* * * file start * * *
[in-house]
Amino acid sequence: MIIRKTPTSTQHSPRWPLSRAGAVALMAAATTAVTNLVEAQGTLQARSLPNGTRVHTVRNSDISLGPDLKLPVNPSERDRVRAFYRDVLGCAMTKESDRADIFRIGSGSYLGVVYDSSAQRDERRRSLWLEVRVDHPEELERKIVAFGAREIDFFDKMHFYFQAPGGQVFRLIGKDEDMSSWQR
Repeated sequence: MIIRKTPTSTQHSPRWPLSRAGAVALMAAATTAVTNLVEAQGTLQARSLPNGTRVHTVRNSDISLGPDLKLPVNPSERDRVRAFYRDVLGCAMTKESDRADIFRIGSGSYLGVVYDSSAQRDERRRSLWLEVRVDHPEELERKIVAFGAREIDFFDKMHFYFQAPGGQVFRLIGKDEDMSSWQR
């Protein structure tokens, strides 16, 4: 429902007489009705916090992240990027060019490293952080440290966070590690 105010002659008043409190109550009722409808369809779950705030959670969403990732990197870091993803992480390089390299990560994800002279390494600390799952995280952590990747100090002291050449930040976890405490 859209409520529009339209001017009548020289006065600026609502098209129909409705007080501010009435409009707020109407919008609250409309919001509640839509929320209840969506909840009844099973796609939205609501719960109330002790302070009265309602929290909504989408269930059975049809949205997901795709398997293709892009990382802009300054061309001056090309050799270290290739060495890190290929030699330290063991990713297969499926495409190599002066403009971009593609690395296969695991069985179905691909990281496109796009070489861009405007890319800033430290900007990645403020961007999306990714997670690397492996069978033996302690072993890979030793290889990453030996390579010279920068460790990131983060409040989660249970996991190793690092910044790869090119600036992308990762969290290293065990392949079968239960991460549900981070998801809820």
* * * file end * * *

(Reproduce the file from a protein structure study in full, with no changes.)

[in-house]
Amino acid sequence: MIIRKTPTSTQHSPRWPLSRAGAVALMAAATTAVTNLVEAQGTLQARSLPNGTRVHTVRNSDISLGPDLKLPVNPSERDRVRAFYRDVLGCAMTKESDRADIFRIGSGSYLGVVYDSSAQRDERRRSLWLEVRVDHPEELERKIVAFGAREIDFFDKMHFYFQAPGGQVFRLIGKDEDMSSWQR
Repeated sequence: MIIRKTPTSTQHSPRWPLSRAGAVALMAAATTAVTNLVEAQGTLQARSLPNGTRVHTVRNSDISLGPDLKLPVNPSERDRVRAFYRDVLGCAMTKESDRADIFRIGSGSYLGVVYDSSAQRDERRRSLWLEVRVDHPEELERKIVAFGAREIDFFDKMHFYFQAPGGQVFRLIGKDEDMSSWQR
């Protein structure tokens, strides 16, 4: 429902007489009705916090992240990027060019490293952080440290966070590690 105010002659008043409190109550009722409808369809779950705030959670969403990732990197870091993803992480390089390299990560994800002279390494600390799952995280952590990747100090002291050449930040976890405490 859209409520529009339209001017009548020289006065600026609502098209129909409705007080501010009435409009707020109407919008609250409309919001509640839509929320209840969506909840009844099973796609939205609501719960109330002790302070009265309602929290909504989408269930059975049809949205997901795709398997293709892009990382802009300054061309001056090309050799270290290739060495890190290929030699330290063991990713297969499926495409190599002066403009971009593609690395296969695991069985179905691909990281496109796009070489861009405007890319800033430290900007990645403020961007999306990714997670690397492996069978033996302690072993890979030793290889990453030996390579010279920068460790990131983060409040989660249970996991190793690092910044790869090119600036992308990762969290290293065990392949079968239960991460549900981070998801809820």